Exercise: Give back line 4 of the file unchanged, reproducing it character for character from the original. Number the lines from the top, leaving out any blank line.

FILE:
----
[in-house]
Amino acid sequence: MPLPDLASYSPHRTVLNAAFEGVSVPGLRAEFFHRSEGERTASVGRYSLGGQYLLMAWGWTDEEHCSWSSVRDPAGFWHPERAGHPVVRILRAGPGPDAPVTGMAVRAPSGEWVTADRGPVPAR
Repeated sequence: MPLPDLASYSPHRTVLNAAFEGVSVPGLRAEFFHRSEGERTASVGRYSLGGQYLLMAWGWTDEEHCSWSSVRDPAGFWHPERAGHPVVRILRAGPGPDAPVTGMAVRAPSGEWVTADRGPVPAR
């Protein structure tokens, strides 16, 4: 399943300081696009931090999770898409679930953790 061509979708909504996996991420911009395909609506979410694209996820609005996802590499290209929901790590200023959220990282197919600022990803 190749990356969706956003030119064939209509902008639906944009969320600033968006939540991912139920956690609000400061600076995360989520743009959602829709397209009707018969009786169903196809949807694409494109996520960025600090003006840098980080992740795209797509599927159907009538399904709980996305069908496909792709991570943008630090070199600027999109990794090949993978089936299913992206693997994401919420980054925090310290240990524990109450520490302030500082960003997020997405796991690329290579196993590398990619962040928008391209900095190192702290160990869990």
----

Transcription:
């Protein structure tokens, strides 16, 4: 399943300081696009931090999770898409679930953790 061509979708909504996996991420911009395909609506979410694209996820609005996802590499290209929901790590200023959220990282197919600022990803 190749990356969706956003030119064939209509902008639906944009969320600033968006939540991912139920956690609000400061600076995360989520743009959602829709397209009707018969009786169903196809949807694409494109996520960025600090003006840098980080992740795209797509599927159907009538399904709980996305069908496909792709991570943008630090070199600027999109990794090949993978089936299913992206693997994401919420980054925090310290240990524990109450520490302030500082960003997020997405796991690329290579196993590398990619962040928008391209900095190192702290160990869990």